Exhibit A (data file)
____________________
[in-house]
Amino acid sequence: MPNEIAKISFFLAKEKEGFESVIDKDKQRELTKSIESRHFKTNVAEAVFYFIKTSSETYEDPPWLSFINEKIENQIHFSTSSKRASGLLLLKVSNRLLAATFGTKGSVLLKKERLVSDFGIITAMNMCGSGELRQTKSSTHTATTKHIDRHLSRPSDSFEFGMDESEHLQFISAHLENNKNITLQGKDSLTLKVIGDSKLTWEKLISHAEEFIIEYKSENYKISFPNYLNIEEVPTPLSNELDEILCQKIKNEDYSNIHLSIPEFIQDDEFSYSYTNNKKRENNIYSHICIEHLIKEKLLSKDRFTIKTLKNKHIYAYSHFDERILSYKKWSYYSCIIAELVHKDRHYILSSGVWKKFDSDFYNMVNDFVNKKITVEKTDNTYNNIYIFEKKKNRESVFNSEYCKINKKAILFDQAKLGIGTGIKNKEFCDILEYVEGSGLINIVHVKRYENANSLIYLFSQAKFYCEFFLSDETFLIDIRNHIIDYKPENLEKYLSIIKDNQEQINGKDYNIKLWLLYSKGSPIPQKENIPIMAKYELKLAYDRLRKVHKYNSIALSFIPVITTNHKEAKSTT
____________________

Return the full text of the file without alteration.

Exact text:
[in-house]
Amino acid sequence: MPNEIAKISFFLAKEKEGFESVIDKDKQRELTKSIESRHFKTNVAEAVFYFIKTSSETYEDPPWLSFINEKIENQIHFSTSSKRASGLLLLKVSNRLLAATFGTKGSVLLKKERLVSDFGIITAMNMCGSGELRQTKSSTHTATTKHIDRHLSRPSDSFEFGMDESEHLQFISAHLENNKNITLQGKDSLTLKVIGDSKLTWEKLISHAEEFIIEYKSENYKISFPNYLNIEEVPTPLSNELDEILCQKIKNEDYSNIHLSIPEFIQDDEFSYSYTNNKKRENNIYSHICIEHLIKEKLLSKDRFTIKTLKNKHIYAYSHFDERILSYKKWSYYSCIIAELVHKDRHYILSSGVWKKFDSDFYNMVNDFVNKKITVEKTDNTYNNIYIFEKKKNRESVFNSEYCKINKKAILFDQAKLGIGTGIKNKEFCDILEYVEGSGLINIVHVKRYENANSLIYLFSQAKFYCEFFLSDETFLIDIRNHIIDYKPENLEKYLSIIKDNQEQINGKDYNIKLWLLYSKGSPIPQKENIPIMAKYELKLAYDRLRKVHKYNSIALSFIPVITTNHKEAKSTT